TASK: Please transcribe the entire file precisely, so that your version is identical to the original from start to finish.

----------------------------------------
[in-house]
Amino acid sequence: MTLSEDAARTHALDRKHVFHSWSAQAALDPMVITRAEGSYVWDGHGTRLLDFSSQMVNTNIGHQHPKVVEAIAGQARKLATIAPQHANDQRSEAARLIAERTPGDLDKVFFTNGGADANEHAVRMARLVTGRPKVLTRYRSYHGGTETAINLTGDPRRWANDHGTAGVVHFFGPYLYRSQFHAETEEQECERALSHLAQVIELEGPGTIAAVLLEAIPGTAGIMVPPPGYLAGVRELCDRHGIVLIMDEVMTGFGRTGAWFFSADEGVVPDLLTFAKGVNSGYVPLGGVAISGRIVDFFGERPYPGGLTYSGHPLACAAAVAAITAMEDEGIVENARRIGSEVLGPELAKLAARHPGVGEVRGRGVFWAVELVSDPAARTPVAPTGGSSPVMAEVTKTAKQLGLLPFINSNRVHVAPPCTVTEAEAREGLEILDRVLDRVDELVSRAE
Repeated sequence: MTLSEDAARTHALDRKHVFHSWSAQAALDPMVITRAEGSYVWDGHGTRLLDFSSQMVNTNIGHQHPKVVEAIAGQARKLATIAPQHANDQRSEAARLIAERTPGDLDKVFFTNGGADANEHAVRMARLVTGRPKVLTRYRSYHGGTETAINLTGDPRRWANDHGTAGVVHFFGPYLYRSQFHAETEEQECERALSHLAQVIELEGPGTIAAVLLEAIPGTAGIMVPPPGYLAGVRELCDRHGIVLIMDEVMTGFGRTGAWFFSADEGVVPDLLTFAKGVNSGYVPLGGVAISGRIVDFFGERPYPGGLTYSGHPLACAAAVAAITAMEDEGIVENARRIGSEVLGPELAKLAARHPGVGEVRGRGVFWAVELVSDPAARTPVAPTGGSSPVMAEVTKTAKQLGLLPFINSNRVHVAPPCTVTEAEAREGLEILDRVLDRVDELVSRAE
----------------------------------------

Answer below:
[in-house]
Amino acid sequence: MTLSEDAARTHALDRKHVFHSWSAQAALDPMVITRAEGSYVWDGHGTRLLDFSSQMVNTNIGHQHPKVVEAIAGQARKLATIAPQHANDQRSEAARLIAERTPGDLDKVFFTNGGADANEHAVRMARLVTGRPKVLTRYRSYHGGTETAINLTGDPRRWANDHGTAGVVHFFGPYLYRSQFHAETEEQECERALSHLAQVIELEGPGTIAAVLLEAIPGTAGIMVPPPGYLAGVRELCDRHGIVLIMDEVMTGFGRTGAWFFSADEGVVPDLLTFAKGVNSGYVPLGGVAISGRIVDFFGERPYPGGLTYSGHPLACAAAVAAITAMEDEGIVENARRIGSEVLGPELAKLAARHPGVGEVRGRGVFWAVELVSDPAARTPVAPTGGSSPVMAEVTKTAKQLGLLPFINSNRVHVAPPCTVTEAEAREGLEILDRVLDRVDELVSRAE
Repeated sequence: MTLSEDAARTHALDRKHVFHSWSAQAALDPMVITRAEGSYVWDGHGTRLLDFSSQMVNTNIGHQHPKVVEAIAGQARKLATIAPQHANDQRSEAARLIAERTPGDLDKVFFTNGGADANEHAVRMARLVTGRPKVLTRYRSYHGGTETAINLTGDPRRWANDHGTAGVVHFFGPYLYRSQFHAETEEQECERALSHLAQVIELEGPGTIAAVLLEAIPGTAGIMVPPPGYLAGVRELCDRHGIVLIMDEVMTGFGRTGAWFFSADEGVVPDLLTFAKGVNSGYVPLGGVAISGRIVDFFGERPYPGGLTYSGHPLACAAAVAAITAMEDEGIVENARRIGSEVLGPELAKLAARHPGVGEVRGRGVFWAVELVSDPAARTPVAPTGGSSPVMAEVTKTAKQLGLLPFINSNRVHVAPPCTVTEAEAREGLEILDRVLDRVDELVSRAE